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I know what you are talking about. For years, grandma complained about how her knees hurt too much to get up. She would go on and on about it trying to get up halfway and then sitting back down. The thing was she only did this with an audience. I noticed she didn't have any problems if there was no one else in the room. Even while she did this, if I walked out of the room 5 minutes later she would be walking down the hallway.

Those were the good times. Now she screams out loudly in pain saying her knees hurt all the time. She lets out that exact same scream if my hands are cold when I change her diaper or if she wants the drapes closed. It's just her way of saying "hey".
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Reply to needtowashhair
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My mom does the same, but to a lesser extent. We were finally able to get her qualified for hospice. Now, when she begins to complain and want to go to the hospital, we call the hospice nurse. If it is necessary to go to the hospital, fine, but we have a qualified person making that call. Usually just the attention and a Tylenol stops the pain.
Please see if you can get your mom qualified...it is a huge help.
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Reply to Judysai422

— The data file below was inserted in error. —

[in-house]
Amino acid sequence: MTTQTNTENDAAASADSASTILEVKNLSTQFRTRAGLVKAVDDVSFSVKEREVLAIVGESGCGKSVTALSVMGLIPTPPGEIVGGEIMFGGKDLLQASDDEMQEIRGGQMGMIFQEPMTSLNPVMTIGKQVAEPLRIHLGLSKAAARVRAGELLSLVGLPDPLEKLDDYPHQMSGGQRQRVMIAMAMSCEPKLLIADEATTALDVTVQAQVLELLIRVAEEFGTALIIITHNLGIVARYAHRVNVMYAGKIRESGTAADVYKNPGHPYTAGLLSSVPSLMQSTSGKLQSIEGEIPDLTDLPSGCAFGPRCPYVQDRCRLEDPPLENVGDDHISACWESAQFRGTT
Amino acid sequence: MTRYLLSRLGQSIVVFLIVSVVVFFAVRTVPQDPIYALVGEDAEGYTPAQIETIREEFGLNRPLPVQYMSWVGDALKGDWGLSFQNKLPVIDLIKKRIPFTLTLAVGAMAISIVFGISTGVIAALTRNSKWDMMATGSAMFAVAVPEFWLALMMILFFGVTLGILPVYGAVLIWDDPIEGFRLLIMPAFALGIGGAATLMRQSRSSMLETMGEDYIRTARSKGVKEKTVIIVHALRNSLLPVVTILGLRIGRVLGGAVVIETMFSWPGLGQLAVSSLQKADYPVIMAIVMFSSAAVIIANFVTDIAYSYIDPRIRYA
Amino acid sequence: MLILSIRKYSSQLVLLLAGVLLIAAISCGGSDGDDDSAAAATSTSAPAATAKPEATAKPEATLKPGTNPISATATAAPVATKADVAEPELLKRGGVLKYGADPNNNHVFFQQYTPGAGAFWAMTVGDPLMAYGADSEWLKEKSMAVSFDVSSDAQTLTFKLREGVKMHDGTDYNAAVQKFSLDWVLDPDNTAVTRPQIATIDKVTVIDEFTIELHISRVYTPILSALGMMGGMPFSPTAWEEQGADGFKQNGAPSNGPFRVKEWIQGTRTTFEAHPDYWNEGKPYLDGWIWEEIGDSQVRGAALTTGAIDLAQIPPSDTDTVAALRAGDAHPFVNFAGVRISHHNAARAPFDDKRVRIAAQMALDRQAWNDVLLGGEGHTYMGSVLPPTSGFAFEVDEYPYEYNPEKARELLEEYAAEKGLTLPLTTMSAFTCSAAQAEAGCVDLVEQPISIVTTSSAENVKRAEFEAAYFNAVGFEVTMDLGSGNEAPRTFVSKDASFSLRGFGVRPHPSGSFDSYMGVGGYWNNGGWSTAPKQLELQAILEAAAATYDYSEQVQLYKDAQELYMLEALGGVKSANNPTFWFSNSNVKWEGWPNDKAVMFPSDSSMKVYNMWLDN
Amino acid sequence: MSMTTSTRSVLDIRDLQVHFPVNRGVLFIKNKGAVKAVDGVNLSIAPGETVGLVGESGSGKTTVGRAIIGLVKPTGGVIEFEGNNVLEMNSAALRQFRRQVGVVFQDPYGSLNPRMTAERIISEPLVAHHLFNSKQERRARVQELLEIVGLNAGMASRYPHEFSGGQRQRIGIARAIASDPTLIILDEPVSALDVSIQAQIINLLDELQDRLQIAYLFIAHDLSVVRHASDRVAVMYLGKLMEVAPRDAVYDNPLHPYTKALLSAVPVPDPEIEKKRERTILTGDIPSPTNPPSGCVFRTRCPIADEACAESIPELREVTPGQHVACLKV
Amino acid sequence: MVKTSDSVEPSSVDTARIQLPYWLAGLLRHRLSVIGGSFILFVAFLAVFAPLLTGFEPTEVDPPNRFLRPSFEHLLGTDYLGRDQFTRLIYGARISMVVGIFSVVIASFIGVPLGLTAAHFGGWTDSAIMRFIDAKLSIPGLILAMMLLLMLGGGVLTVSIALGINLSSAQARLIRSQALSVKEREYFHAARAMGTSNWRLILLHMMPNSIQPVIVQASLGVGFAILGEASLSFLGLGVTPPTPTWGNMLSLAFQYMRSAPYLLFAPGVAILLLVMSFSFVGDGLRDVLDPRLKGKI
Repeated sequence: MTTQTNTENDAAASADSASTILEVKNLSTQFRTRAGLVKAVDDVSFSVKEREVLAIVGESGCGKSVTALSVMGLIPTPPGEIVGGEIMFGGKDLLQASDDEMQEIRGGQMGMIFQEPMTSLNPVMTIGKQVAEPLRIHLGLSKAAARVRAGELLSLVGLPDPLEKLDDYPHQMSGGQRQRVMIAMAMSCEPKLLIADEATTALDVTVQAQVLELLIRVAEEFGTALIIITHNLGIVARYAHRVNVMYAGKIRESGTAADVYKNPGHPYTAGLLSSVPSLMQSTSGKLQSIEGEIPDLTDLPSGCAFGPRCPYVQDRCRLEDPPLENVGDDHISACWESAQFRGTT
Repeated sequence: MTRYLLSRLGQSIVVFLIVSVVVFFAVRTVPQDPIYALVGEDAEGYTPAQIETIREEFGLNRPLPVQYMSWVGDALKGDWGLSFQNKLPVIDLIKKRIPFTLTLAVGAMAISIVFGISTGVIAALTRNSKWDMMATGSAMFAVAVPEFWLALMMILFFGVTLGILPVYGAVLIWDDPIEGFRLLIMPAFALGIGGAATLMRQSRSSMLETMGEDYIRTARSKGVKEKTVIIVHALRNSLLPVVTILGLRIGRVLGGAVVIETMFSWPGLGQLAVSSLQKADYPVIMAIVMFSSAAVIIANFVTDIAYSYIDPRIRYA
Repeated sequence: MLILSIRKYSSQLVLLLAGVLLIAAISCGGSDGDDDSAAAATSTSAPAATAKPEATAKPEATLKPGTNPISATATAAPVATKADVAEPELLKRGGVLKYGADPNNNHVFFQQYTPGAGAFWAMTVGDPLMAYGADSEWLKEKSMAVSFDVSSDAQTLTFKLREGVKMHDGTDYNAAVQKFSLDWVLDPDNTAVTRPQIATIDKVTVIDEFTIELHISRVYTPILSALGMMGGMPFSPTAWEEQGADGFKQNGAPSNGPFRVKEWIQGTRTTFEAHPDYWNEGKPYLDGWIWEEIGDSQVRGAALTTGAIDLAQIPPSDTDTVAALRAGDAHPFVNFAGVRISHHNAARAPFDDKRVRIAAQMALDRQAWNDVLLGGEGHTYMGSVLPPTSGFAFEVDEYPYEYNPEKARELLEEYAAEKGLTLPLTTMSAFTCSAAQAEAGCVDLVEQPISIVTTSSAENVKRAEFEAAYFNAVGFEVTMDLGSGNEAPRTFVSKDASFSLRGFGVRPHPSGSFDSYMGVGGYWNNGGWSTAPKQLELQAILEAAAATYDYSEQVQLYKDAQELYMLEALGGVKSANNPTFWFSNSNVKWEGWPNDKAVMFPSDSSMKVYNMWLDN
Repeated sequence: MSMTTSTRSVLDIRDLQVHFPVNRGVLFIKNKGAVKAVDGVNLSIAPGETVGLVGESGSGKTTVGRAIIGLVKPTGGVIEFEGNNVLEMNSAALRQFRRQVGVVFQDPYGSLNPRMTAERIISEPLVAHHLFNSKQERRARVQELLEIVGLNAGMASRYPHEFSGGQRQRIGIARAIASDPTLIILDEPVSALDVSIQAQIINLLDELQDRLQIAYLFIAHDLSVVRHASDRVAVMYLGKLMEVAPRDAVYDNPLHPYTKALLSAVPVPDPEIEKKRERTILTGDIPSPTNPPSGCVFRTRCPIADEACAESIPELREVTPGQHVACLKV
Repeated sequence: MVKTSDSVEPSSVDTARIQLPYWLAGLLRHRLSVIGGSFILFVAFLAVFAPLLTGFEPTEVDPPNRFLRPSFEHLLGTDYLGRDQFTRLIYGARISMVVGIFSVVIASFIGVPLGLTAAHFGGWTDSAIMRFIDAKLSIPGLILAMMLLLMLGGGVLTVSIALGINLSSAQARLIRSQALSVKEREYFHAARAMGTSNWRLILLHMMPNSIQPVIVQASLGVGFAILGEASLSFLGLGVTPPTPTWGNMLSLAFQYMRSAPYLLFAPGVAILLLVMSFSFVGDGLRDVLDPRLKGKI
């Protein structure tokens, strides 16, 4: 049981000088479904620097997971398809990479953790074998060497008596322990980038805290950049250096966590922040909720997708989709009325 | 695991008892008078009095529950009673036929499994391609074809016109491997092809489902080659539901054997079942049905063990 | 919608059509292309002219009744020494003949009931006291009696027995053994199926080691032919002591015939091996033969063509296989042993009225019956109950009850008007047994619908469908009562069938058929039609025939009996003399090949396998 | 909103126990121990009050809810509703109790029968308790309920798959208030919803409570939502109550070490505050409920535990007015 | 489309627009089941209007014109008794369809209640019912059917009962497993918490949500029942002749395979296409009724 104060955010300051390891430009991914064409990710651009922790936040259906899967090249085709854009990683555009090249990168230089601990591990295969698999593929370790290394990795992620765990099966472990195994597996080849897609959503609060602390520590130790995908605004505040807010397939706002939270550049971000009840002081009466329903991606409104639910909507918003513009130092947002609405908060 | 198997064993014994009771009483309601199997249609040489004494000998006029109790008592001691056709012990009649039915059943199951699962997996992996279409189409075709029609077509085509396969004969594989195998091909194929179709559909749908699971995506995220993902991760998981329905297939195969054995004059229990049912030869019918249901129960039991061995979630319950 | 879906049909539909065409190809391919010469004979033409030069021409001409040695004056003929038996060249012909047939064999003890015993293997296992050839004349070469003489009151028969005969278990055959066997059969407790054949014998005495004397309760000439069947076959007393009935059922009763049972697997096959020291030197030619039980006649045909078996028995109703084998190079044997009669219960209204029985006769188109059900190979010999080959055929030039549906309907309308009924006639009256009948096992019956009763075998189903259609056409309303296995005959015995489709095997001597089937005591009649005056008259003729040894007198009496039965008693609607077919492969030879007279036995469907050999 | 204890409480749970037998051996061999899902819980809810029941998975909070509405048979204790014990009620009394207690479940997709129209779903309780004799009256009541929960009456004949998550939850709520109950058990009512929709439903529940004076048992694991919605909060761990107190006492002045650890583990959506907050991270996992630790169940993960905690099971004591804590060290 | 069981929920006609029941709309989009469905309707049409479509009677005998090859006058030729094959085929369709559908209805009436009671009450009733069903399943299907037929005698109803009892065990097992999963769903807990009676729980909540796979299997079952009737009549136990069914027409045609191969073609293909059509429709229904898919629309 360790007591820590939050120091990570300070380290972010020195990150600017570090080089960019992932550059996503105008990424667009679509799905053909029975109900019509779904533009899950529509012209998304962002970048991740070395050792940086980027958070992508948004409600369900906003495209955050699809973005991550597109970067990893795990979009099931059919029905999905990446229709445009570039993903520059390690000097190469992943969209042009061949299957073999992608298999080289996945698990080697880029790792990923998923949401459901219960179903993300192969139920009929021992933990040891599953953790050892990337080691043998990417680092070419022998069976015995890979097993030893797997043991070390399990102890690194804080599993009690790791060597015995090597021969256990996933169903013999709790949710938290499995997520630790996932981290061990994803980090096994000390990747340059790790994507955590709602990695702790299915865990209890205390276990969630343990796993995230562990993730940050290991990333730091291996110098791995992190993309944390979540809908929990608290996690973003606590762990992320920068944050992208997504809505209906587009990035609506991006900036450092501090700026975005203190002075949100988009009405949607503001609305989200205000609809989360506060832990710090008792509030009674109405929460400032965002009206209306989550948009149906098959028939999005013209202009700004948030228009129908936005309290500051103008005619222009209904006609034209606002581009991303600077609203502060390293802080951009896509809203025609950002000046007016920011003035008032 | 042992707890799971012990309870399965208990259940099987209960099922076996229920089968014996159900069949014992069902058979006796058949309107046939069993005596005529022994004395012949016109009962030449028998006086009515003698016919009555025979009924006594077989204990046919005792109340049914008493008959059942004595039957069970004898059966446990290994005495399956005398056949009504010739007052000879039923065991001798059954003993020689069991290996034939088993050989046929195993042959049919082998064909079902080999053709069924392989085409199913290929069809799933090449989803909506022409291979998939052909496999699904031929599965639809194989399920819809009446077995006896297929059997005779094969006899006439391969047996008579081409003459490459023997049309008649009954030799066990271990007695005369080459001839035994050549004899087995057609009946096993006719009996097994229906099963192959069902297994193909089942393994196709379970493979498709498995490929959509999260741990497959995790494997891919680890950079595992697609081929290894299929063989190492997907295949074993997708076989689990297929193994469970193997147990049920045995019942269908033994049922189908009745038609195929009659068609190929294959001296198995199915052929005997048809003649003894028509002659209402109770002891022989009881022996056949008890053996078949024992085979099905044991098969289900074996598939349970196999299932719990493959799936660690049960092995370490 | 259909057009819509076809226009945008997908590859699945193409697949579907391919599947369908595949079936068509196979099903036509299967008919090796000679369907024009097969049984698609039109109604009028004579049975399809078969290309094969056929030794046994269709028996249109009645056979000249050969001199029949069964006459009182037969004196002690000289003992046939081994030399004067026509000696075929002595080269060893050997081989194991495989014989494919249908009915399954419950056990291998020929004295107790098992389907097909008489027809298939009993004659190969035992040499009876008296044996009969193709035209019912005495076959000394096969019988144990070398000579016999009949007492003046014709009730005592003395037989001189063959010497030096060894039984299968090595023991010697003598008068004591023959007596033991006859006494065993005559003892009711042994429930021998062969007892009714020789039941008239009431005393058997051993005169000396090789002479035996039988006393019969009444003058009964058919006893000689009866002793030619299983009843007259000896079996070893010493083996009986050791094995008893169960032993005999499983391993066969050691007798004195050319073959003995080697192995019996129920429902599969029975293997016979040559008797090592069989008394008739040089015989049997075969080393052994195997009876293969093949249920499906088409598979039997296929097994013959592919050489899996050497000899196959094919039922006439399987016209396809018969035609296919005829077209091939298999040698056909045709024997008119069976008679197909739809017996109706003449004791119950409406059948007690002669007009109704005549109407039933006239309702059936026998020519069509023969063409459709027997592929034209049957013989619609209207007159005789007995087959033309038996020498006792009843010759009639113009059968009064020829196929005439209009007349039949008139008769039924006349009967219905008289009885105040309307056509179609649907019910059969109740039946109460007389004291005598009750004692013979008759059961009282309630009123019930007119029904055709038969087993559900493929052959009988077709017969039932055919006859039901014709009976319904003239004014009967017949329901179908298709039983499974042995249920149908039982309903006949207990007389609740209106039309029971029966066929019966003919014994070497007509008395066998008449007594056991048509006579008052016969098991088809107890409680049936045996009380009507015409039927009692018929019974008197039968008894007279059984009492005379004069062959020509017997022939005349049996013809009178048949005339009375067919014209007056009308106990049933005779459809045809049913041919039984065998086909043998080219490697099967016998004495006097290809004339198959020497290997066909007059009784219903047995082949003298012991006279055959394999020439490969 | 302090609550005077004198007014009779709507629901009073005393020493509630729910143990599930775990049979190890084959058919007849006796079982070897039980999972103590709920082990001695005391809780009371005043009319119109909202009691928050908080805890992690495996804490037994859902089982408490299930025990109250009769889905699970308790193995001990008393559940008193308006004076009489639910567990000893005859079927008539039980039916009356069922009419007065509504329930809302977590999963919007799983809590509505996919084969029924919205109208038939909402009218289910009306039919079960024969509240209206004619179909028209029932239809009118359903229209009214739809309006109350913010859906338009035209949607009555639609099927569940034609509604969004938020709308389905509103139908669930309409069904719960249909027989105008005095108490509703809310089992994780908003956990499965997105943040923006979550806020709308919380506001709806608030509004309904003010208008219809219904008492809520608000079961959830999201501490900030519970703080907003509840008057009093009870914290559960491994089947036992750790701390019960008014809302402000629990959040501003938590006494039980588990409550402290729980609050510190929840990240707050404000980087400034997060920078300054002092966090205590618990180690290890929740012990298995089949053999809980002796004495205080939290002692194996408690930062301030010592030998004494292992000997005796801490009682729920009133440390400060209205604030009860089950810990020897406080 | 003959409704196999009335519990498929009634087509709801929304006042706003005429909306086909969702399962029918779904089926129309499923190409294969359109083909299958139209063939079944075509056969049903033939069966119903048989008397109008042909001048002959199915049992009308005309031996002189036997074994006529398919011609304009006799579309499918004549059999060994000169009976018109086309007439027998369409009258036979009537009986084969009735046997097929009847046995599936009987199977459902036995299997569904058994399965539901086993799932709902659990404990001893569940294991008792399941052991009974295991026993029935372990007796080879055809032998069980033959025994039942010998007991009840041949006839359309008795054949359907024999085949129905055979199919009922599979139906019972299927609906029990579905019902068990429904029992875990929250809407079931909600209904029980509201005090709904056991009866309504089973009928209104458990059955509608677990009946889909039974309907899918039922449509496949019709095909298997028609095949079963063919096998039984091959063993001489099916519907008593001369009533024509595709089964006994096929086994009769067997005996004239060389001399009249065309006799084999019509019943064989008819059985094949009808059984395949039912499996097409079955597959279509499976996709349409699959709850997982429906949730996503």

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When my daughter was young, she would cry with pain in her arm. I took her to the Dr. and he x-rayed the arm and did not find anything. I noticed certain movements made her cry, so back to the Dr.. I showed the Dr. how she would cry, so he x-rayed the clavicle area and sure enough, she had a hair line fracture on her clavicle. The Dr. put her arm in a sling and tied it around her chest so she wouldn't move it and in time she was well. Also, I had a fall and my arm also hurt really bad, but only with certain with movements, the x-ray did not show any fractures, but then an MRI was ordered and it showed I had a rotator cuff tear and had to have surgery. Just thought I would give you something else you might look into. Hope you find a solution.
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Reply to chill47
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As their Alzheimer's disease progresses, they are going to revert more and more into a childlike state. Perhaps, as she knows her family, she is acting this way. I don't know if she has the ability to alter her mindset to act differently to medical professionals. Her mind is broken and hard to discern if she has that capability. My late mother did not have Alzheimer's, but there were a few times when I was living with her that she said "Call 9-1-1, my pain is SO bad." Then there was nothing found at the ER. Strange....
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Reply to Llamalover47